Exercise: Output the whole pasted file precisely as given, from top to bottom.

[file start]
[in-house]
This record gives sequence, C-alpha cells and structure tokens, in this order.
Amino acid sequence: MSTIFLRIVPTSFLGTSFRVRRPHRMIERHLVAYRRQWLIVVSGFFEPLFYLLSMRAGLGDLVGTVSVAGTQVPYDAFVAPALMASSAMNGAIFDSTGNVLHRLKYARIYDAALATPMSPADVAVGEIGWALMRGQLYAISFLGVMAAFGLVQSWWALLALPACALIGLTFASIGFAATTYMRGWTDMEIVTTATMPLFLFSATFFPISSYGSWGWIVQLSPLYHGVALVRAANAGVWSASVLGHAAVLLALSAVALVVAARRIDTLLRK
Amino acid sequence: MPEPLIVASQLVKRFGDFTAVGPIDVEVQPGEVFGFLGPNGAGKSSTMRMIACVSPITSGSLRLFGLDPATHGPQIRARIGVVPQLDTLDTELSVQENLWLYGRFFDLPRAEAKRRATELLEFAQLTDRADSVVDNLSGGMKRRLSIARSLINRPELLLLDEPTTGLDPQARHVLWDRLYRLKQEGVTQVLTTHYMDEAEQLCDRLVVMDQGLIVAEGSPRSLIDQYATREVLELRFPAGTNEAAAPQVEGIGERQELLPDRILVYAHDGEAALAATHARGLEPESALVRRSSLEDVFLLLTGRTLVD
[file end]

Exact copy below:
[in-house]
This record gives sequence, C-alpha cells and structure tokens, in this order.
Amino acid sequence: MSTIFLRIVPTSFLGTSFRVRRPHRMIERHLVAYRRQWLIVVSGFFEPLFYLLSMRAGLGDLVGTVSVAGTQVPYDAFVAPALMASSAMNGAIFDSTGNVLHRLKYARIYDAALATPMSPADVAVGEIGWALMRGQLYAISFLGVMAAFGLVQSWWALLALPACALIGLTFASIGFAATTYMRGWTDMEIVTTATMPLFLFSATFFPISSYGSWGWIVQLSPLYHGVALVRAANAGVWSASVLGHAAVLLALSAVALVVAARRIDTLLRK
Amino acid sequence: MPEPLIVASQLVKRFGDFTAVGPIDVEVQPGEVFGFLGPNGAGKSSTMRMIACVSPITSGSLRLFGLDPATHGPQIRARIGVVPQLDTLDTELSVQENLWLYGRFFDLPRAEAKRRATELLEFAQLTDRADSVVDNLSGGMKRRLSIARSLINRPELLLLDEPTTGLDPQARHVLWDRLYRLKQEGVTQVLTTHYMDEAEQLCDRLVVMDQGLIVAEGSPRSLIDQYATREVLELRFPAGTNEAAAPQVEGIGERQELLPDRILVYAHDGEAALAATHARGLEPESALVRRSSLEDVFLLLTGRTLVD